Are At-Home Workers Entitled to Overtime Pay?

Tuesday, February 04 - 2014

More and more companies are allowing employees to work from home.  In fact, according to the latest census report in 2012, Americans working from home increased 41% from 2002.  Thanks to technology, working from home has gotten easier.  You don’t need to be in the office to get online or conduct a meeting.  
 
Working from home can be a good thing for a company’s bottom line, as well as the employee.  For a company, office expenses are reduced, from saving on paper to eliminating rent.    For an employee, the commute is irrelevant and there is more flexibility and fewer interruptions during the workday.
 
While some studies show home-based workers are happier with the work/life balance than in-office peers, the home-based worker tends to work harder and longer.  The home office is never closed.  So while it’s important for an at-home worker to learn how to start the day and shut it down, it is equally important to understand when and how you should get paid.
 
Overtime rules and pay are the same whether you work in a home or at the office.  The determining factor is the job position.  If you are a non-exempt employee, then overtime pay applies.  State and federal laws protect you by requiring your employer to:
 
                - Pay 1.5 times the regular rate of pay for all hours worked over 40 each workweek; and
 
                - Keep accurate time records of all employees.
 
Paying only for “straight” time or “scheduled” time worked or paying based on an estimate of work time is illegal.  Misclassifying an employee, improperly paying an employee, and/or failure to make and maintain accurate time records can have serious consequences for the employer.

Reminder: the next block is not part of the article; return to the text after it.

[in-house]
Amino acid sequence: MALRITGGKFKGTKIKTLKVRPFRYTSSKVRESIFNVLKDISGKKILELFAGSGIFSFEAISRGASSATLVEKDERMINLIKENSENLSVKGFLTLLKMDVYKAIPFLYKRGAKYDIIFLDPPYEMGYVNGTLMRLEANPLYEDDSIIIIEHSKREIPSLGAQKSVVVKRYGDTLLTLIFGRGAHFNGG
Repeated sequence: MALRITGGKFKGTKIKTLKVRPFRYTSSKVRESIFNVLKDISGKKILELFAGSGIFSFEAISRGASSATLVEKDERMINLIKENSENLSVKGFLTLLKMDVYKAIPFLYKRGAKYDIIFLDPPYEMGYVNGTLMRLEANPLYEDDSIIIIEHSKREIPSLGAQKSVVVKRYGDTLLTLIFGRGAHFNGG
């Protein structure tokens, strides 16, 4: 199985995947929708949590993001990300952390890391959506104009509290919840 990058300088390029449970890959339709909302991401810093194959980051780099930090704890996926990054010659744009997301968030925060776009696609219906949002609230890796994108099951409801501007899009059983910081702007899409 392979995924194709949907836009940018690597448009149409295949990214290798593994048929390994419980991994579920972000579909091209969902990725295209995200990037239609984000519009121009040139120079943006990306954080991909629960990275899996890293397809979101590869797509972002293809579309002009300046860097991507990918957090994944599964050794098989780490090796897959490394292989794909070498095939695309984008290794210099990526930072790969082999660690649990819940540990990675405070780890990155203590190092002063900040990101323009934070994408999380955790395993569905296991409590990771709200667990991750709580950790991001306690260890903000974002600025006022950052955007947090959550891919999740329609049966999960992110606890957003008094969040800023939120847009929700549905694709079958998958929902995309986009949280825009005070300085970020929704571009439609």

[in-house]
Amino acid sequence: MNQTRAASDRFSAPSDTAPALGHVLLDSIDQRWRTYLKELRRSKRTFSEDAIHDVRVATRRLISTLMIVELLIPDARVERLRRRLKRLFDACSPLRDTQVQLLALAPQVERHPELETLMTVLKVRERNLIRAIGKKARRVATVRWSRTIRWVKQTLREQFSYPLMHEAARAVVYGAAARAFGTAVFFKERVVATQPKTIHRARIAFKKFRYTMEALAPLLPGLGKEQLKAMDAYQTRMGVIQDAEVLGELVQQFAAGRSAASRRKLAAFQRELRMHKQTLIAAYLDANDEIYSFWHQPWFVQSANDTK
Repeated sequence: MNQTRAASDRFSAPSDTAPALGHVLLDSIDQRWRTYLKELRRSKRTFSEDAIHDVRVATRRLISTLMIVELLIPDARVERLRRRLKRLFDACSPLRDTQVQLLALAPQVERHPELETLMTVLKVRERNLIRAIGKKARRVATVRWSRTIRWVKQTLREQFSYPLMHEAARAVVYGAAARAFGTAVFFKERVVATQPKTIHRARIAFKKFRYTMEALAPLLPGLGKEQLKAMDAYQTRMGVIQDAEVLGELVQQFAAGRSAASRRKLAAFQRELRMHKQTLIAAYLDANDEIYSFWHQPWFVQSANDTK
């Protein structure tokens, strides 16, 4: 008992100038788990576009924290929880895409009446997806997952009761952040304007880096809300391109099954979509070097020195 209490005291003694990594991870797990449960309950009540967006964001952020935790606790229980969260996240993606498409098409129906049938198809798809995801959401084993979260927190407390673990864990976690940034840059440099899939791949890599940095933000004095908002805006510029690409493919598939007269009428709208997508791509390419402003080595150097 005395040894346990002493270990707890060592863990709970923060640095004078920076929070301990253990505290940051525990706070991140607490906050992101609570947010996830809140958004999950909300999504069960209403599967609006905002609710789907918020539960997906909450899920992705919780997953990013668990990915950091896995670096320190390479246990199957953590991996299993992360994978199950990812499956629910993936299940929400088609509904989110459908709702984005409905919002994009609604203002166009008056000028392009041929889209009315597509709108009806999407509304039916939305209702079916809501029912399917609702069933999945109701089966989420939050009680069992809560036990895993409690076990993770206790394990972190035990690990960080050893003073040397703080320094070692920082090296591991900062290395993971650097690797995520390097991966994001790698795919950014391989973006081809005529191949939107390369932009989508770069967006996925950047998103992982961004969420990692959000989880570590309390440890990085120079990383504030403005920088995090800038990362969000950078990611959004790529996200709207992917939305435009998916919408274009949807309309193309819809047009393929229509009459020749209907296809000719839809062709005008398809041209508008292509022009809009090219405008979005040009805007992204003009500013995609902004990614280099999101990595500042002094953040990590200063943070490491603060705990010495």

If you work as an hourly employee, most likely you are a non-exempt employee and should receive overtime pay for all hours worked over 40 in a workweek.  If you are truly an exempt employee, then overtime pay does not apply to you.  Exempt employees are salaried and include professionals like doctors, lawyers, business executives and administrative workers.
 
Some examples of workers who may be entitled to overtime pay include:
 
-Cable technicians, customer service reps, data entry personal, field service engineers, gas station attendants, some IT workers, laborers, loan officers, production line employees, retail employees, secretaries and telephone sales representatives.
 
So what if you are an hourly employee and work from home?  Make sure your workday starts the minute you start working, not necessarily the scheduled shift time or first client call.  For example, in Price v. NCR Case: 1:12-cv-03413, home-based customer engineers claim that NCR failed to pay them for time spent before and after their scheduled shifts  working from home receiving their work assignments, checking their routes as well as fielding emails and calls, amongst other things. 
 
In the past few years multiple cases have settled out of court for millions of dollars against various industries failing to properly pay their hourly employees.
 
So what happens when you suspect that your employer should have paid you for your overtime work? Start by knowing your rights. Reach out to a lawyer who concentrates in wage and hour law. Many will give you free advice and let you know if you have a case or not. If you end up deciding to pursue your case, most attorneys will take it on a contingency fee basis, meaning you only pay if you win. The wage laws usually include “fee-shifting” provisions, which means a successful employee can recover attorneys’ fees from the employer in addition to their unpaid wages and other damages.

For more information on your rights, contact us

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